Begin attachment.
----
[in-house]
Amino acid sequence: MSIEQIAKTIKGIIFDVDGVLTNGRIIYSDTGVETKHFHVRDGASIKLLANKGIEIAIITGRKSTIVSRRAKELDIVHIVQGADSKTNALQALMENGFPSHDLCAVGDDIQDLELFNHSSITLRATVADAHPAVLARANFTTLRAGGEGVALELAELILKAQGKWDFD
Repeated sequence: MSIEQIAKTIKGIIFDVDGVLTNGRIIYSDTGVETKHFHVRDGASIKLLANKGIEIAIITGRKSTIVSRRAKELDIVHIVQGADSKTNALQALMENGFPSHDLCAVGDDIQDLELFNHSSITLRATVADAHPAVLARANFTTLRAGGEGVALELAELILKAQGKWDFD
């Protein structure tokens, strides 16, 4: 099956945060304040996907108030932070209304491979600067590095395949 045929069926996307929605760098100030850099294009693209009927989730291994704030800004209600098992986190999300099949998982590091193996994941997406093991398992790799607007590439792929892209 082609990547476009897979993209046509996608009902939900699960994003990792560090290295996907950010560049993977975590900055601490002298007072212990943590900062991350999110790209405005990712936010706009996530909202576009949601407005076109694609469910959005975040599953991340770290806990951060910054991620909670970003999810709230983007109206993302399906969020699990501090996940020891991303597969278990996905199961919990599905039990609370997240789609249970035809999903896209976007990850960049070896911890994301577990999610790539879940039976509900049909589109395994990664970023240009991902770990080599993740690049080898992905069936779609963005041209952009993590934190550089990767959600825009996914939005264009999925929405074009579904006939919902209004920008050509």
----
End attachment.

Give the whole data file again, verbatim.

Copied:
[in-house]
Amino acid sequence: MSIEQIAKTIKGIIFDVDGVLTNGRIIYSDTGVETKHFHVRDGASIKLLANKGIEIAIITGRKSTIVSRRAKELDIVHIVQGADSKTNALQALMENGFPSHDLCAVGDDIQDLELFNHSSITLRATVADAHPAVLARANFTTLRAGGEGVALELAELILKAQGKWDFD
Repeated sequence: MSIEQIAKTIKGIIFDVDGVLTNGRIIYSDTGVETKHFHVRDGASIKLLANKGIEIAIITGRKSTIVSRRAKELDIVHIVQGADSKTNALQALMENGFPSHDLCAVGDDIQDLELFNHSSITLRATVADAHPAVLARANFTTLRAGGEGVALELAELILKAQGKWDFD
């Protein structure tokens, strides 16, 4: 099956945060304040996907108030932070209304491979600067590095395949 045929069926996307929605760098100030850099294009693209009927989730291994704030800004209600098992986190999300099949998982590091193996994941997406093991398992790799607007590439792929892209 082609990547476009897979993209046509996608009902939900699960994003990792560090290295996907950010560049993977975590900055601490002298007072212990943590900062991350999110790209405005990712936010706009996530909202576009949601407005076109694609469910959005975040599953991340770290806990951060910054991620909670970003999810709230983007109206993302399906969020699990501090996940020891991303597969278990996905199961919990599905039990609370997240789609249970035809999903896209976007990850960049070896911890994301577990999610790539879940039976509900049909589109395994990664970023240009991902770990080599993740690049080898992905069936779609963005041209952009993590934190550089990767959600825009996914939005264009999925929405074009579904006939919902209004920008050509």